Yesterday it rained - Hurrah!! Ballogie received 25mm of lovely fresh rainwater. This followed three months of virtually no rain at all. Now, to city folk this may be no big deal because water is always on tap, but to us "blockies" it is. We do not have a town water supply and we have to rely on collecting our own water in tanks.
Normally, we have enough water to get by from one rain to the next, but this time we weren't so fortunate, and that is our own fault.. or mine anyway. As I stated previously, when living a rural life you can't take things for granted and need to exercise more care in most situations.
My wife and I drove to Sydney (14 hour drive) to visit our daughter for two weeks.We arranged for a lovely couple to house, dog, cat, and chook sit for the time we were away. All went well. but when we returned home I decided to turn the sprinkler on to water the garden which had been a little neglected.
Well, around two hours later, I realised "Oops..forgot to turn off the sprinkler." The result - half a tank of water lost. Then, two weeks later, I am on the ride-on mower. Being careless again I drive too close to the water tank and, voila! I snap the tap (faucet) off the tank. jumping off the mower i desperately try to stop the flow of water ( the story of the boy with his finger in the dyke sprang to mind).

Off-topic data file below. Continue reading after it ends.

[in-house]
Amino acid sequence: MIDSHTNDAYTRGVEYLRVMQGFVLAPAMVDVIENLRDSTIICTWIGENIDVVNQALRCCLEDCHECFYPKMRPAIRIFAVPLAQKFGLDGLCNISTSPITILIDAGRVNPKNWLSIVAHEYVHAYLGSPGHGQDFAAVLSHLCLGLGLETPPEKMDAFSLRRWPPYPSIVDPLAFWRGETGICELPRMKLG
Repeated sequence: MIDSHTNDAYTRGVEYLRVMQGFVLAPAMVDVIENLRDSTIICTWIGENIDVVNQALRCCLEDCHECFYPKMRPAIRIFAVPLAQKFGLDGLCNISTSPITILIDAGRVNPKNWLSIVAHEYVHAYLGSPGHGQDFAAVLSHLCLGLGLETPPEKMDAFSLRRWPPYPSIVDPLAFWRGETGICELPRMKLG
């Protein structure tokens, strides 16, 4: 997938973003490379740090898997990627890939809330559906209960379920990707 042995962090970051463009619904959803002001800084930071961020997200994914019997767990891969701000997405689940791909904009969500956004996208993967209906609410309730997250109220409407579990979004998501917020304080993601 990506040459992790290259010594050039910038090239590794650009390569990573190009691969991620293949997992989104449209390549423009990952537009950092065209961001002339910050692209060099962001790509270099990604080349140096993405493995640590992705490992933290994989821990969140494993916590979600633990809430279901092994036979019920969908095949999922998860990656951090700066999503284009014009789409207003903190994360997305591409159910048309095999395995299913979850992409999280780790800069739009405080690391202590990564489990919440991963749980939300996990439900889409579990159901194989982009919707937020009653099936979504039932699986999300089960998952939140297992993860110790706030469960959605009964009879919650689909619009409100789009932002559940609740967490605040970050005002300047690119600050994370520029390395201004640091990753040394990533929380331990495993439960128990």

The result of this carelessness - loss of the remainder of the household water supply. There was no sign of or prediction of imminent precipitation occurring so I was forced to purchase a truck (tanker) of water = $260 to fill said tank.
Life on the Cackleberry Farm is never dull.
Time to Write
My production of articles here at HubPages has declined these last few months, I admit. How I have found time to write at all is beyond me, but I guess passionate writers somehow manage to do that. If nothing else, I am passionate.
All going well I will try to be more active going forward. I hope you enjoyed reading this edition of the Cackleberry Farmer. Time will tell if there will be more to follow. Let me know in comments if you'd like to read more in the series.
More by this Author
The fourth article in my series about life on my small acre hobby farm in the beautiful South Burnett region, Queensland, Australia.
One description of a piece of land 50 acres or smaller is a "hobby farm" because you don't earn enough money from livestock or crops to make a living. On our farm the main produce is "cackleberries."
Many people don't know the value of the plants around them. Do you see a dandelion as a weed spoiling the look of your lawn, or as a wild herb packed with vitamins? Everything in nature has a purpose.